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Television Entertainment Apple Hardware

Apple To Start Making TVs? 313

Posted by samzenpus
from the I-want-my-iTV dept.
timothy writes "Apple might want to sell you your next TV,' says this CNN report. Which makes a lot of sense, considering that Apple's razors-and-blades, vertical-marketplace model for iTunes (and the various iDevices) doesn't make as much sense with the world of TV, where your Sony, Samsung, or (egads!) Westinghouse set is just as happy with a Google TV box, or a Roku, or one of many other media devices, as it is with an Apple TV attached."
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Apple To Start Making TVs?

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  • How would bundling a TV with AppleTV and iTunes NOT be anti-competitive?

    • by necro81 (917438)
      Bundling the browser was not, in and of itself, the problem. A main thrust of the problem was Microsoft then going to computer OEMs and saying "if you want Windows on your machine (and, being the overwhelmingly dominant OS on the market, you must), then you cannot bundle any other browser". There were many other aspects to the case against Microsoft, but that's probably the one you were aiming at.

      In this case, Apple does not have a monopoly on making TVs or net-connected set-top boxes, nor even on inte
      • TFS certainly sounds like Apple desires to pursue that sort of anticompetitive situation, however.

        Which makes a lot of sense, considering that Apple's razors-and-blades, vertical-marketplace model for iTunes (and the various iDevices) doesn't make as much sense with the world of TV, where your Sony, Samsung, or (egads!) Westinghouse set is just as happy with a Google TV box, or a Roku, or one of many other media devices, as it is with an Apple TV attached.

        By implication, the writer of TFS believes that Apple would be happier if a significant portion of the TV market was made up of devices that did not work or did not work as well with their competitors boxes.

        • by necro81 (917438)
          But now one is comparing a hypothetical - that Apple is seeking to make Apple-branded TVs, which then somehow come to dominate the marketplace, so that Apple can then crush the competition by abusing that monopoly - to the historical events of Microsoft first coming to dominate in one sector (operating systems) and then using that to utterly crush a nascent competitor in a different sector (web browsing).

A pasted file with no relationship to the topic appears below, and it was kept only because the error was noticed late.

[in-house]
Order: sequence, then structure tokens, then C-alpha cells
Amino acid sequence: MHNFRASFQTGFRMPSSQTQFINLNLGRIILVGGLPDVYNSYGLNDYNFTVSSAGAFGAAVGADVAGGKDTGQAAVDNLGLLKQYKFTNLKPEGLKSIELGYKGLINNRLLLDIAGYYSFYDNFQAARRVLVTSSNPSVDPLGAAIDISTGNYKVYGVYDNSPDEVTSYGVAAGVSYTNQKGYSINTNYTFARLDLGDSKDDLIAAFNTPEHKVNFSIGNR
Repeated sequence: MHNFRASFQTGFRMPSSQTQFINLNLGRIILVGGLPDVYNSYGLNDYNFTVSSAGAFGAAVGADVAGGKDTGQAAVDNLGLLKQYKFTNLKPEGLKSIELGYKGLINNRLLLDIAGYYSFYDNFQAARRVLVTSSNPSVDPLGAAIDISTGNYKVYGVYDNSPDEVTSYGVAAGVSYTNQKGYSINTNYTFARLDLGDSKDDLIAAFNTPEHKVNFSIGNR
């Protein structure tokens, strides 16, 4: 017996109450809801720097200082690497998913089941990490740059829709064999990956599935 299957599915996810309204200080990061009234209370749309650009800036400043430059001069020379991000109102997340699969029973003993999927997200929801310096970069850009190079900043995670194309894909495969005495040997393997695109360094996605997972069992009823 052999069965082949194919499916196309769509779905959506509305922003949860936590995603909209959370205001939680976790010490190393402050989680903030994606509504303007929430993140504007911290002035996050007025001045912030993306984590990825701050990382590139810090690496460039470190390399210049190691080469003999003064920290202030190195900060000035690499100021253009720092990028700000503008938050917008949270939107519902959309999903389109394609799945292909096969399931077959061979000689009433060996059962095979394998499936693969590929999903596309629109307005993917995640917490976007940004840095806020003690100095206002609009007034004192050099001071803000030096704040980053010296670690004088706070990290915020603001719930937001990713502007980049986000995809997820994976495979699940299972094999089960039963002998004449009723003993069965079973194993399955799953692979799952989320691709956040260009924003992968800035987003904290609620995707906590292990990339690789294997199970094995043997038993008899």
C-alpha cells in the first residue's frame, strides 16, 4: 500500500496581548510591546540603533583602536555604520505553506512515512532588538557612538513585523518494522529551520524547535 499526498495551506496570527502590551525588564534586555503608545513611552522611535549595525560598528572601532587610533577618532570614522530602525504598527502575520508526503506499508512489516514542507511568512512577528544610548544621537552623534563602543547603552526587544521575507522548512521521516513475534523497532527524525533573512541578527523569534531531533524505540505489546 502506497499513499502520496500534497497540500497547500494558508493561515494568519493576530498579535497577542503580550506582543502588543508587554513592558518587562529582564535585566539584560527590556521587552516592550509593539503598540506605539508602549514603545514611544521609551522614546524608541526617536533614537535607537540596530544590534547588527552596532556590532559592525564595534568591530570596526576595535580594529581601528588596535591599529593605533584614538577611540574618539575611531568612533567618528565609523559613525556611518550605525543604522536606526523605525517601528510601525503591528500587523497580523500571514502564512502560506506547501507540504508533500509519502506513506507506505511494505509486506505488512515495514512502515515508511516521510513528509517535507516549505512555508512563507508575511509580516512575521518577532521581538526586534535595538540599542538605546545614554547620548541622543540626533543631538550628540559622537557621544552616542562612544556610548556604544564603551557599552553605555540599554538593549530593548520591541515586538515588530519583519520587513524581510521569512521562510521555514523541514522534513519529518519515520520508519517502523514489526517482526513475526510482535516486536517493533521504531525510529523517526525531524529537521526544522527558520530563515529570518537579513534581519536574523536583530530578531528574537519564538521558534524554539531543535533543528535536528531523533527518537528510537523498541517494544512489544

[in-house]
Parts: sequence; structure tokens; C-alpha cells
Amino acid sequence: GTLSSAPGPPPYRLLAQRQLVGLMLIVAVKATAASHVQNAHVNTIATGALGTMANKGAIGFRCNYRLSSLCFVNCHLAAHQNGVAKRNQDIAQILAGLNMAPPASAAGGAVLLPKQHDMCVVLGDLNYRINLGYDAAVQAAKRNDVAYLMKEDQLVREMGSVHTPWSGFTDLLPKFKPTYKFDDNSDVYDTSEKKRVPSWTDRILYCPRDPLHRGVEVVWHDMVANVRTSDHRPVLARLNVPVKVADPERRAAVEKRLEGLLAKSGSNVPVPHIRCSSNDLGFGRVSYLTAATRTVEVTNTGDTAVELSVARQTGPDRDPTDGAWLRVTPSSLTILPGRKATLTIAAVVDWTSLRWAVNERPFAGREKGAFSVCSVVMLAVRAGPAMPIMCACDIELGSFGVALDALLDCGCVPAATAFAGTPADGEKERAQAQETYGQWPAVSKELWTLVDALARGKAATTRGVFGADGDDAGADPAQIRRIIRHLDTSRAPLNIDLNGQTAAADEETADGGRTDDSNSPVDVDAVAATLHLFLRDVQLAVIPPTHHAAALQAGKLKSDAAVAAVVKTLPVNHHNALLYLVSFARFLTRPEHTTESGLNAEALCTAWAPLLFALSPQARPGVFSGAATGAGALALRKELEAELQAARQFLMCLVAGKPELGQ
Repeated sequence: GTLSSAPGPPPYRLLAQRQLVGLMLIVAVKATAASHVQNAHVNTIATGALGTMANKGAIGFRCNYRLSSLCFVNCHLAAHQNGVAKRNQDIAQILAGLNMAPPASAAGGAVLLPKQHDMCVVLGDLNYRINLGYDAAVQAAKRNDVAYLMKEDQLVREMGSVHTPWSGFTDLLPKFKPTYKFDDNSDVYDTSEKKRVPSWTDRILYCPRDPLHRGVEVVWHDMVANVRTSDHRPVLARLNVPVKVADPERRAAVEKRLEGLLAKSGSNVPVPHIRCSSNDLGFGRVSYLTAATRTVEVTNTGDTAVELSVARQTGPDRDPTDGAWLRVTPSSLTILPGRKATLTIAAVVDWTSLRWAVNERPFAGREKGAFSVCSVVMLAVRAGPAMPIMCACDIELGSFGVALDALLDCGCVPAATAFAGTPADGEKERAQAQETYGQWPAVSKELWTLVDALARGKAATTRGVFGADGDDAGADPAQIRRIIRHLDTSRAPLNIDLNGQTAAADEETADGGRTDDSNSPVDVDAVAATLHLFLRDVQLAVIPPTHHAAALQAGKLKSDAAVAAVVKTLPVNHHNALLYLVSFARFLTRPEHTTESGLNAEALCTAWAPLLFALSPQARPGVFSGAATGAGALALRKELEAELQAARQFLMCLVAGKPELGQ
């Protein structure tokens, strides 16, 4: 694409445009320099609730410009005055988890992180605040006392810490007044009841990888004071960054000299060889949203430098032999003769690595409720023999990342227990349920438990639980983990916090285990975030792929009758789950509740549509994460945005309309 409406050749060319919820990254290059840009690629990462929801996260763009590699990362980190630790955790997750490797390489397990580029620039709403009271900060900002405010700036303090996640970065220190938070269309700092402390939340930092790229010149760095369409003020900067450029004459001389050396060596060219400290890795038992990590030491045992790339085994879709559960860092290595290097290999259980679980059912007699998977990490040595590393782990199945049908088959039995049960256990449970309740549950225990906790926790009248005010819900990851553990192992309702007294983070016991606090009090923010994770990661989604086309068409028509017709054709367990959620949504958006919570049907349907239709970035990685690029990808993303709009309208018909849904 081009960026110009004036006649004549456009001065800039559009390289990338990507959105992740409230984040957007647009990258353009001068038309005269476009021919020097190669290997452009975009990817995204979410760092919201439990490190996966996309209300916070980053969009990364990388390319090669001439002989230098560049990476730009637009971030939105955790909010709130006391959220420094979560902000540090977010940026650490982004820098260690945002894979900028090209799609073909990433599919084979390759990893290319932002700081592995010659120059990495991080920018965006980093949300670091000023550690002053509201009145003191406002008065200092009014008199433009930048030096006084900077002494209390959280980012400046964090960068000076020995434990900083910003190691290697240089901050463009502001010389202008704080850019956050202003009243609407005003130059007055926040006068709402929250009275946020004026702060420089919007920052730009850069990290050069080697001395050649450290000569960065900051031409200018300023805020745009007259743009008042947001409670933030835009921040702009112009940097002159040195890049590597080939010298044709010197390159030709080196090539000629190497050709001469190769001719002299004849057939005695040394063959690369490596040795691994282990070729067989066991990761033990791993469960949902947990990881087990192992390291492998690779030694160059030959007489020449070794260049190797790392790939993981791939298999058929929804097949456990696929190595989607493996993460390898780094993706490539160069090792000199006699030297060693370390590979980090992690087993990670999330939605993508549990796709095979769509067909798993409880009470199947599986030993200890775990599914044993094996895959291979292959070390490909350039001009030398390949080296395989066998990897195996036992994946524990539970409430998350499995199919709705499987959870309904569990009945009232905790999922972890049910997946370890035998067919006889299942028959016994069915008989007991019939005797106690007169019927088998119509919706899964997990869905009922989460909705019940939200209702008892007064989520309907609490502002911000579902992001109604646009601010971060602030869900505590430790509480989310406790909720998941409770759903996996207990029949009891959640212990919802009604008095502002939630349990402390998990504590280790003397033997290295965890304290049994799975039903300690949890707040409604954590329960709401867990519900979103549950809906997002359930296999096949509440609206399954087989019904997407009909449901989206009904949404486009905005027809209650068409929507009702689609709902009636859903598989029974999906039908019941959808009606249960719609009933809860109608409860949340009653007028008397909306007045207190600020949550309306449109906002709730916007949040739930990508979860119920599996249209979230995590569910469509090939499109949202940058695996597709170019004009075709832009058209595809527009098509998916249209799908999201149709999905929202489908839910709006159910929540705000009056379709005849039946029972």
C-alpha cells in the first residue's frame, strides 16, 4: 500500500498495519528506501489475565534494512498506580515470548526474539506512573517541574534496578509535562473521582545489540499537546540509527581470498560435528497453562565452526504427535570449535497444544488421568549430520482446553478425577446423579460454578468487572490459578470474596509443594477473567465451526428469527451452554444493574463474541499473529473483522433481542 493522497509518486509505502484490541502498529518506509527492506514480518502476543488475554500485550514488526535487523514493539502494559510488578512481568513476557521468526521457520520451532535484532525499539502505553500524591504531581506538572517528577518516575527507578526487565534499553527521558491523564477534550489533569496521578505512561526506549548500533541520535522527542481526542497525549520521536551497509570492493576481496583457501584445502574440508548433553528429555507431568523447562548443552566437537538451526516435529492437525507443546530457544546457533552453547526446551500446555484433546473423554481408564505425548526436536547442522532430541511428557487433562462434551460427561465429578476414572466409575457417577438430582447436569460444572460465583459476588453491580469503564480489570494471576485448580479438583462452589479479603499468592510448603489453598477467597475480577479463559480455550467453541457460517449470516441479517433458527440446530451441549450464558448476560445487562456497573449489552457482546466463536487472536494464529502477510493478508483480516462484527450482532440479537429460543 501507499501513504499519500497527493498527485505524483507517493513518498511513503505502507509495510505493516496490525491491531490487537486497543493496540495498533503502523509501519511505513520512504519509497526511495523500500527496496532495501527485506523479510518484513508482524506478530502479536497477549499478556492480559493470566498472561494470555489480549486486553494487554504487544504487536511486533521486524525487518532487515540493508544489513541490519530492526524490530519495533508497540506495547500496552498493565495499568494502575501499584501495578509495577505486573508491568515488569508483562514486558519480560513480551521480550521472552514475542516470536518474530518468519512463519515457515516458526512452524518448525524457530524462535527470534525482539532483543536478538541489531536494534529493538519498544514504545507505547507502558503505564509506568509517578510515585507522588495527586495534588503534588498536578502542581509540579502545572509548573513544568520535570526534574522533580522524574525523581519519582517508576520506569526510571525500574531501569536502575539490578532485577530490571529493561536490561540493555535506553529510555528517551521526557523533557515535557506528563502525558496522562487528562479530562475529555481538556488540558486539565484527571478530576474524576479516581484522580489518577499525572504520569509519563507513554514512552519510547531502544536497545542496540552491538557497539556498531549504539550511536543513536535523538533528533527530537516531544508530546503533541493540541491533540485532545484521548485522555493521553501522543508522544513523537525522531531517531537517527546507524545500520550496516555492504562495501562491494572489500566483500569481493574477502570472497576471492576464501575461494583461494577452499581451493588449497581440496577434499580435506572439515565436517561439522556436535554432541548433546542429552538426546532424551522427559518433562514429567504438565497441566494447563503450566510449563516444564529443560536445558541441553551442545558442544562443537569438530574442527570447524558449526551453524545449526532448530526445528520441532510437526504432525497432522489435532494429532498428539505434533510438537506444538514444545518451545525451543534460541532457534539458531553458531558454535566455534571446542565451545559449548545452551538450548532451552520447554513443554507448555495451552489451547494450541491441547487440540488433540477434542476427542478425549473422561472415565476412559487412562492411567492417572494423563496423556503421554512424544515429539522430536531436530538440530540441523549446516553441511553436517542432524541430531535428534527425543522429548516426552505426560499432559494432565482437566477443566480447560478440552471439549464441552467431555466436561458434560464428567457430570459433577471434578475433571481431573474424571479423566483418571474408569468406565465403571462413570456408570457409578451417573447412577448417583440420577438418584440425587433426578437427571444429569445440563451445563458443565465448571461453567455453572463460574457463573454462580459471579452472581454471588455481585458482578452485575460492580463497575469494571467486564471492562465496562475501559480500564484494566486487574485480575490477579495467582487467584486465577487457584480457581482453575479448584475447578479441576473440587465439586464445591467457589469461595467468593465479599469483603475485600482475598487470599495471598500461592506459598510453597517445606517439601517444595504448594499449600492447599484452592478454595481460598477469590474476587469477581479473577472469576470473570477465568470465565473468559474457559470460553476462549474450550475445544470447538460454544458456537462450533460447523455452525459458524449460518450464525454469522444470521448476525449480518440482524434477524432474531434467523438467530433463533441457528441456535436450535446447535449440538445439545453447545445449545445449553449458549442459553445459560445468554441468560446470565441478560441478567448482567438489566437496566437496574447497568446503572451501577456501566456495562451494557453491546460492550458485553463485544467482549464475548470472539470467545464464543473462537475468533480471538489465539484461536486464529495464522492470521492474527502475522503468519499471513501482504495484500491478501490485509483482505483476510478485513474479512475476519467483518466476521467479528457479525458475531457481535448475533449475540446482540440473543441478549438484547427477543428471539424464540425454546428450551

For the situations to be analogous, AppleTV would first have to become more-or-less ubiquitous among
    • by squiggleslash (241428) on Thursday June 23, 2011 @08:29AM (#36540100) Homepage Journal

      I must have missed the alternate universe where IE was banned in 1999.

      Microsoft wanted to protect its market and decided to do so by using its existing monopoly to control a likely future threat, by developing a web browser in competition with Netscape's and then doing what it could to ensure its browser, and not Netscape, would become standard, in particular using its control over a product it had a monopoly in to promote IE and suppress Netscape.

      This is somewhat different from Apple, who doesn't really have a monopoly in anything deciding to enter a new market so that it can sell its products and services there. Microsoft did the same thing without anti-trust criticism in the form of the X-Box. There's nothing illegal or anti-competitive about that.

      BTW, interesting fact: what got Microsoft so heated up about Netscape was that it was genuinely concerned that the web might become an environment in which an open, or at least not-controlled-by-Microsoft platform for software in the future. If the platform was not under Microsoft's control, then people might very well cease to be tied to Windows.